Graft-versus-host disease (GvHD) is caused by alloreactive donor T cells that target host tissues. GvHD develops over weeks or months, suggesting a requirement for persistent alloreactive T cells able to sustain the alloresponse. With this respect, long-living memory stem T cells (TSCM) with the ability to self-renew and the plasticity to differentiate into potent effectors, may represent important targets influencing GvHD when bearing specificities for alloantigens. We have demonstrated that CD8+ TSCM are characterized by the CD45RA+ CD62L+ CD95+ phenotype and are able to mediate a potent xenogeneic GvHD when infused into immunodeficient mice, preserving their xenoreactivity even across serial transplants (Cieri et al., Blood (ASH Annual Meeting Abstracts) 118: 2052). Importantly, we found that requirements for TSCM generation are CD3/CD28 engagement in the presence of IL-7 and IL-15 starting from naïve precursors. Accordingly, in hematopoietic stem cell transplantation (HSCT), the conditioning regimen favors systemic inflammation, leading to the activation of antigen presenting cells, which become costimulation competent and could then provide CD3/CD28 stimuli to allogeneic naïve T cells. On the other hand, conditioning causes also severe host lymphopenia, creating a milieu in which infused allogeneic naïve T lymphocytes are exposed to elevated levels of IL-7 and IL-15 (Dean et al., 2008; Thiant et al., 2011). We hypothesize that this dynamic environment may support the in vivo generation of TSCM. To verify this hypothesis and assess the impact of TSCM on post-transplant immune reconstitution and GvHD incidence, peripheral blood lymphocytes from 10 patients transplanted after myeloablative conditioning at San Raffaele Scientific Institute between 2011 and 2012 were analyzed one month after transplant (median day post-HSCT: 32 days; range 14–46). A 11-color flowcytometric panel was established to evaluate TSCM and was tested in ten healthy individuals. In patients, we documented a selective accumulation of TSCM one-month post-HSCT, since the majority of circulating CD45RA+CD62L+ CD8+ T lymphocytes expressed CD95 (HSCT patients: 92.37 ± 21.03%, healthy individuals: 9.911 ± 3.931%; P < 0.0001), and represented a higher fraction of total CD8+ T cells compared to healthy controls (HSCT patients: 24.80 ± 15.76%, healthy individuals: 4.669 ± 1.727%; P = 0.0025). Moreover, the percentage of TSCM not only correlated with aGvHD occurrence (P = 0.0148), but was also significantly higher in patients who experienced aGvHD grade III-IV compared to those with aGvHD ≤ grade II (P = 0.009). Furthermore, TSCM percentages one-month after HSCT were also predictive for the subsequent development of cGvHD (P = 0.007). Overall, patients with higher percentages of circulating TSCM required a more profound immunosuppressive therapy (> 2 lines) compared to those with less circulating TSCM (P = 0.012). Accordingly, there was also a trend towards higher transplant related mortality in patients bearing higher TSCM frequencies. Of note, the extent of TSCM accumulation one month after transplant did not correlate with the dose of CD3+ or CD45+ cells present in the graft, nor with the degree of mismatch between donors and recipients. Finally, in 4 patients we had the opportunity to evaluate circulating TSCM at a later time-point after HSCT (median day post-HSCT: 197 days; range 57–250). In one patient who did not experience GvHD we found that the proportion of TSCM on CD8+ T cells remained stable over time, while in the remaining three patients, who instead experienced GvHD, a drastic reduction of TSCM percentage after GvHD resolution was observed (P = 0.046). Our studies evaluated for the first time TSCM dynamics after allogeneic HSCT and suggest that TSCM frequencies observed early after transplant may represent biomarkers to predict subsequent development of GvHD. To this aim, we are currently starting a prospective longitudinal study of circulating TSCM lymphocytes after HSCT in a larger cohort of patients. Hopefully, if a causative role for TSCM in GvHD will be demonstrated, new therapies to selectively target this T-cell population may be designed with the final aim of relieving GvHD morbidity and mortality.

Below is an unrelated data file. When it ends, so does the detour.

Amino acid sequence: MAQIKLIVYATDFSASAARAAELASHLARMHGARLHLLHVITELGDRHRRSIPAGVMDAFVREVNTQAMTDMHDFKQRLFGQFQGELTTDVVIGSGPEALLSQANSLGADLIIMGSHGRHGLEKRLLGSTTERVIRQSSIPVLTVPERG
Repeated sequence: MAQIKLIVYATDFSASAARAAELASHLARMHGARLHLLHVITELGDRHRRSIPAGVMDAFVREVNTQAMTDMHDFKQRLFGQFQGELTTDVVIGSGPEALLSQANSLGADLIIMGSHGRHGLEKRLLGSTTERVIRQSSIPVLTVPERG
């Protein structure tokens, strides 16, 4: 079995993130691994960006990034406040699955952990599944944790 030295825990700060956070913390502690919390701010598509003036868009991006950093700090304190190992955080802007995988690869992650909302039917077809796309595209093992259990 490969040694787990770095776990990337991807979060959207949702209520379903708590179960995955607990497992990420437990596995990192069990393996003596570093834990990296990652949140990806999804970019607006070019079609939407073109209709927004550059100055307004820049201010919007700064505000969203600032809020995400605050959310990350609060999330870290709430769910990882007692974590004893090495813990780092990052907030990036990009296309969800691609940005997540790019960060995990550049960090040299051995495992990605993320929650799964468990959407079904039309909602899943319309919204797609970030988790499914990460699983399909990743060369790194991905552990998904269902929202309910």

Bonini:MolMed S.p.A.: Consultancy.
Asterisk with author names denotes non-ASH members.